Sometimes I run workshops and see this first hand. Other times, during Keynotes at conferences, I ask the audience who has a boss that they find controlling – and more than 75% of people immediately throw up their hands (I suspect there’s more, but their boss might be sitting right next to them).
No one likes the feeling of someone constantly looking over their shoulder and second-guessing their work. Possibly the worst thing you can do is to overtly rebel against it. This often signals to managers that something is, in fact, wrong and they clamp down even harder.
So if your boss is a control freak, then here are three things you can do to help the situation.
Get on the front foot
If your boss is a control freak, then chances are that you are not the only one that they are trying to control (unless you’re his only direct report – in that case…. Good luck!!).
Trying to control a bunch of different people is really exhausting, but the manager will usually justify this by saying they ‘need’ to.
You can alleviate some of that effort they put into controlling people – and make their life easier - by showing them that you are really good at coming to them with ideas or suggestions, or just progress reports.
Make sure you help out by delivering reports on time, go to them with suggestions or ideas regularly, or even just drop in to brainstorm a couple of solutions. When they start to trust that you will come to them - without them having to chase you up – then they might start to back off.
Help them be in control
It’s never about having control for these people because control is such a moving target. It is always about feeling in control. Having and feeling control are two very different concepts.
You can help your manager get a feeling of control by developing an agreement about what that looks like for them.
In your next one-on-one, bring this up (or you might have to instigate this if one-on-ones don’t actually happen). Say that you notice that they want to be kept abreast of all of the work you are doing, but that you’d like to find a way to help them feel like they’re on top of things without wasting their time physically checking up on you all the time.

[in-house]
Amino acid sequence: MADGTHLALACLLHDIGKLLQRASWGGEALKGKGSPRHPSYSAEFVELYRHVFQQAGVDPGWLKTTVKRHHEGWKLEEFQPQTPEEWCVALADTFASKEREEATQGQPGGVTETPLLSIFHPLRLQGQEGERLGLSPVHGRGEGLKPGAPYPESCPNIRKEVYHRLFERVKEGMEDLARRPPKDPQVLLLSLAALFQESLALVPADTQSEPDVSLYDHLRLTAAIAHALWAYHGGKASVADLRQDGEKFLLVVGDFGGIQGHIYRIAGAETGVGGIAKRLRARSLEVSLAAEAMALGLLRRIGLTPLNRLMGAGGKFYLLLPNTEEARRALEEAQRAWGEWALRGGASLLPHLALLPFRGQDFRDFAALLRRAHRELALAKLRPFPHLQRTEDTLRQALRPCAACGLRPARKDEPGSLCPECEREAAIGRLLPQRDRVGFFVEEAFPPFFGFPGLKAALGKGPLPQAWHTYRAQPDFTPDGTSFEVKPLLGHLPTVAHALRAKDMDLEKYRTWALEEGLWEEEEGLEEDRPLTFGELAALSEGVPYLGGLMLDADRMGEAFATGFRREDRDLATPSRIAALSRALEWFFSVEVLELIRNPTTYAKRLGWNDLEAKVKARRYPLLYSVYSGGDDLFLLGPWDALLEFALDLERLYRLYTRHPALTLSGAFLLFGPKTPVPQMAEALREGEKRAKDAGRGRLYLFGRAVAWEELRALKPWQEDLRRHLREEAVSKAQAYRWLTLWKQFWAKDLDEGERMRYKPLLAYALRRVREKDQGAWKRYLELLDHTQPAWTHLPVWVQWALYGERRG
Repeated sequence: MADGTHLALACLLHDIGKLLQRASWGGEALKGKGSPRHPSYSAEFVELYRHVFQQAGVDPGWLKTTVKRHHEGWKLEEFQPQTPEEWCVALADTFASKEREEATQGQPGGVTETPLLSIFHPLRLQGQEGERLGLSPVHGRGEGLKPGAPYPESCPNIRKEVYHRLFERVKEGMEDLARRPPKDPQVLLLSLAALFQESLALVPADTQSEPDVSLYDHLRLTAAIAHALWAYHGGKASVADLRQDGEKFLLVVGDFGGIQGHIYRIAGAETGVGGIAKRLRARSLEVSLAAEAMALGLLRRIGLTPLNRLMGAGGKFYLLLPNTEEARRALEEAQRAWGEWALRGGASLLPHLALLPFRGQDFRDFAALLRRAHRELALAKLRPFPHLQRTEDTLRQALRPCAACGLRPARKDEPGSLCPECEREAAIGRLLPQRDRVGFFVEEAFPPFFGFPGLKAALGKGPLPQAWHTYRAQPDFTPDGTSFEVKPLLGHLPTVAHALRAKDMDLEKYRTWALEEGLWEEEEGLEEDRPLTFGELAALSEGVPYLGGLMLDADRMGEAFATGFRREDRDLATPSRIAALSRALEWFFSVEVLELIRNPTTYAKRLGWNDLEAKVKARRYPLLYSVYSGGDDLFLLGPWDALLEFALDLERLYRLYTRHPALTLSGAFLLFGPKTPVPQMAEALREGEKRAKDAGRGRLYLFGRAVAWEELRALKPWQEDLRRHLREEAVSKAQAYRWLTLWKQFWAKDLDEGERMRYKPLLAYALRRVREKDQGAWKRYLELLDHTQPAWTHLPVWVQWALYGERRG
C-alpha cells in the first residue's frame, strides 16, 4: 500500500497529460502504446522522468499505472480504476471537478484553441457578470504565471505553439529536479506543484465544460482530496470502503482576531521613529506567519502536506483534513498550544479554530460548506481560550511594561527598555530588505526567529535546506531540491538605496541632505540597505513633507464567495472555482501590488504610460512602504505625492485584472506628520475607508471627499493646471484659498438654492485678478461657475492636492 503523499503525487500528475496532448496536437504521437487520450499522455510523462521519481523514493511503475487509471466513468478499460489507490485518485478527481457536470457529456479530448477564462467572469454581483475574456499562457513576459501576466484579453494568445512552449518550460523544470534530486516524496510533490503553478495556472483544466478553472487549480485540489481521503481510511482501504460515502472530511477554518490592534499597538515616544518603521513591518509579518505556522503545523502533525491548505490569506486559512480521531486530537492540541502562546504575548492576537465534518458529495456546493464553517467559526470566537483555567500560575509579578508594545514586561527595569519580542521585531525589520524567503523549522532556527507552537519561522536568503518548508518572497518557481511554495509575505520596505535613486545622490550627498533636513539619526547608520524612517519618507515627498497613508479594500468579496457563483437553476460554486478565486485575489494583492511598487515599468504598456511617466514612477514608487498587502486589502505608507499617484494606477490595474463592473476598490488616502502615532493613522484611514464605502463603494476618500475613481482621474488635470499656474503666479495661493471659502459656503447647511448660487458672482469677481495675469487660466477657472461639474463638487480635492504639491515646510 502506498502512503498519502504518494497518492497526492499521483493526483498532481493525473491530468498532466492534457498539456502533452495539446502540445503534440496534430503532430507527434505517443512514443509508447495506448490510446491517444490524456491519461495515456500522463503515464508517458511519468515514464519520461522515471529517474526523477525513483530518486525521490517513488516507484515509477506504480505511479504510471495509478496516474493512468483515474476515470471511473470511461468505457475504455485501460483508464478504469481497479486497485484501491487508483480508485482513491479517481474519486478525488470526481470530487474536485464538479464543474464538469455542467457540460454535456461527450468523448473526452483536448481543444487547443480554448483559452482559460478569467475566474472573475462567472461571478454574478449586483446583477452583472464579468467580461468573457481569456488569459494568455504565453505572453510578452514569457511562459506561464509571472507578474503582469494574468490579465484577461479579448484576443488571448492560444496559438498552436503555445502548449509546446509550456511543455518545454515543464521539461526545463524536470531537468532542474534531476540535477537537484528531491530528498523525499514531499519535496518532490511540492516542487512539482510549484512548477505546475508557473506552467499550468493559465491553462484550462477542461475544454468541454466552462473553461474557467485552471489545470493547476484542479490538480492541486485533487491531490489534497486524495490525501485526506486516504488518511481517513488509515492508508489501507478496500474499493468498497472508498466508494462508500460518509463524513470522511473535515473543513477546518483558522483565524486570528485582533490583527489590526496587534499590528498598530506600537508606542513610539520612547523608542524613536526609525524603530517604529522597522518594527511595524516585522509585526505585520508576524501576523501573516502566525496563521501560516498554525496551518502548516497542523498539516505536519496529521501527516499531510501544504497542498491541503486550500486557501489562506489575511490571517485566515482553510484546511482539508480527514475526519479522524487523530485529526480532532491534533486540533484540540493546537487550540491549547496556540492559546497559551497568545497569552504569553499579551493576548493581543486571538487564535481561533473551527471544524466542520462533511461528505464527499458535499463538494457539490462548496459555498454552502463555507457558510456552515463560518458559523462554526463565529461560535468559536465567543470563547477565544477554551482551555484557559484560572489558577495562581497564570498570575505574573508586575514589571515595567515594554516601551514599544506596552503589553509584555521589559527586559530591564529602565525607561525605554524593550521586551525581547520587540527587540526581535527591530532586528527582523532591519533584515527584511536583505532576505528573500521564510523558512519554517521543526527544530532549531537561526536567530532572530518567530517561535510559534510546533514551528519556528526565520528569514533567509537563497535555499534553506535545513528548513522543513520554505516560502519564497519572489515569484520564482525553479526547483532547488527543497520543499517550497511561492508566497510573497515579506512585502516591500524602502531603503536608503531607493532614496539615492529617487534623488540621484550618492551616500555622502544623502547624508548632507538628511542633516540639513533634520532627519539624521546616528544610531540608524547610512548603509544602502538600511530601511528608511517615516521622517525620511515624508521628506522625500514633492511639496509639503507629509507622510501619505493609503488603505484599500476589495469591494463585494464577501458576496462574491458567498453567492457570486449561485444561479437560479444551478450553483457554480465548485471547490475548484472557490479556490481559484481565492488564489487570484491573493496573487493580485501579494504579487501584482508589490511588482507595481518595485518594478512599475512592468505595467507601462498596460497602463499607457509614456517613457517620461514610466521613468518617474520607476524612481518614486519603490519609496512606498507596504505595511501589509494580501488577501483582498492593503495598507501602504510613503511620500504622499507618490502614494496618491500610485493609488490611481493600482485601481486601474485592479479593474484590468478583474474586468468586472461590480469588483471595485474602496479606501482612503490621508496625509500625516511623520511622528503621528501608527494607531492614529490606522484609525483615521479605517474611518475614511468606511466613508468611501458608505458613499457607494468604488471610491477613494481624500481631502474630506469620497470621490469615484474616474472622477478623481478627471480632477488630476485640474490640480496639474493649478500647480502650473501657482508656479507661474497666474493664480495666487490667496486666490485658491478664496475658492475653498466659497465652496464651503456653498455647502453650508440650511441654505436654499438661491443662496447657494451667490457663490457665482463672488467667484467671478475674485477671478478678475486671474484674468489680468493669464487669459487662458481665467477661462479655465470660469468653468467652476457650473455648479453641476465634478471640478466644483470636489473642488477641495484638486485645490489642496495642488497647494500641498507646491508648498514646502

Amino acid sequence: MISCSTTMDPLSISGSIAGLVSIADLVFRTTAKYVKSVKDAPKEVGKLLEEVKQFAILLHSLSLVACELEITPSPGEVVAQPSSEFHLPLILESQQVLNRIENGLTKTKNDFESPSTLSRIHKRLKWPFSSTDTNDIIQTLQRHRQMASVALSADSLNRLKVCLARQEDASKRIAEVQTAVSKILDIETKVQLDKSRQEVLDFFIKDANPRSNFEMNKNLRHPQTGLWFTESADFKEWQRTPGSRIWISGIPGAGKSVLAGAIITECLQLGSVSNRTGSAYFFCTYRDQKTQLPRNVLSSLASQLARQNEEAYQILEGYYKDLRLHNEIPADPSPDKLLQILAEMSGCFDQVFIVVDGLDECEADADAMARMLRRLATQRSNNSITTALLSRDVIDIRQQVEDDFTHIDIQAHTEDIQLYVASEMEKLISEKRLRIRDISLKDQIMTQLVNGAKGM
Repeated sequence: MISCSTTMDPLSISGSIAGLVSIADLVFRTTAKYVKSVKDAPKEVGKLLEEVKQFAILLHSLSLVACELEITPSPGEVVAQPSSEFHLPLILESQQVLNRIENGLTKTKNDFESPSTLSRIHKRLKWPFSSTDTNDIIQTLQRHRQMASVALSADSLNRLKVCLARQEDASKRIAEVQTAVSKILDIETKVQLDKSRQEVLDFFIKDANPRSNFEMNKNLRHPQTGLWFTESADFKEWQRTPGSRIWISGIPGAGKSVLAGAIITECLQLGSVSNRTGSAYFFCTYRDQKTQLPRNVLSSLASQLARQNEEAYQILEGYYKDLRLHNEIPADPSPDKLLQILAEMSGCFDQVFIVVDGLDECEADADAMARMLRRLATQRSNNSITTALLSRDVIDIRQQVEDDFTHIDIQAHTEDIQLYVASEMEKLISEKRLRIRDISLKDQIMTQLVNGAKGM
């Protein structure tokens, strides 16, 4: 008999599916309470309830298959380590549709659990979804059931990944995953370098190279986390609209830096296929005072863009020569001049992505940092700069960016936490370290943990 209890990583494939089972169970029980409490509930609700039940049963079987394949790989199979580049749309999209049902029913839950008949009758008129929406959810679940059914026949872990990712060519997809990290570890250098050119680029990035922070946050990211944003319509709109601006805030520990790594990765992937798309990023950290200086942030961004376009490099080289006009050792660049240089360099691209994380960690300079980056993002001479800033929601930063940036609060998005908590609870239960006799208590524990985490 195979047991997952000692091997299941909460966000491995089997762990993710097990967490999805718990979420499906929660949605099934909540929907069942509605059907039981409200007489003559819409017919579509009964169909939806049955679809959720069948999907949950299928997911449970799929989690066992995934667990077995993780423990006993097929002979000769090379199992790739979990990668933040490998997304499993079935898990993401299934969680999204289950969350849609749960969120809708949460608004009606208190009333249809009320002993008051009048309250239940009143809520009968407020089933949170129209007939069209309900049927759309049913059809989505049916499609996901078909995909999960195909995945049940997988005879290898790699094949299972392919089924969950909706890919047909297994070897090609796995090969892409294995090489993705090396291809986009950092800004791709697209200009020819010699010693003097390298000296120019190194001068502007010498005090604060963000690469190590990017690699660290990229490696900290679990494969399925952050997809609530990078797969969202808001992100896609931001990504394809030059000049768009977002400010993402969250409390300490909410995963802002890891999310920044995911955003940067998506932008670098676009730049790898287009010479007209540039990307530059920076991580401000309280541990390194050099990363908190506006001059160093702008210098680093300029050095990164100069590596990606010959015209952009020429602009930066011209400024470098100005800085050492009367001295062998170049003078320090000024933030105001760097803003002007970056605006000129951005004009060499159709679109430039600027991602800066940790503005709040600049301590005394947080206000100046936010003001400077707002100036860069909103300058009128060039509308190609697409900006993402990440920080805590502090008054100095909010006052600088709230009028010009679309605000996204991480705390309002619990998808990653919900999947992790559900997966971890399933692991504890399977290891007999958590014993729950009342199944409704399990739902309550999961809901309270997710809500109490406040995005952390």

Maybe they decide to have a twice-weekly check-in or a weekly report. Any agreement like this will then be proactive, rather than having them interrupt you all the time at inopportune moments.
Finally, you might need to take some accountability. If they are checking up on you all the time, then perhaps there is a reason for it. Are you sure that your priorities are aligned? Do you really understand what’s important to the business and/or your manager? Are you hitting all your targets and deadlines? Make sure you’ve got a good handle on this before you do any of the other two things above.
People don’t necessarily need control. But they need to feel like they’re in control. There’s a reason they need to feel control, most likely having something to do with their personality, so find out how you can make them feel that way, then they might stop chasing you because they feel out of control.
** Tony Wilson is a Workplace Performance Expert. His insights into performance science and it's application in the workplace will make you re-think the way that you approach leadership, culture change, high performance and productivity. Tony has an MBA and a BSc majoring in physiology and delivers workshops and keynote presentations around the globe.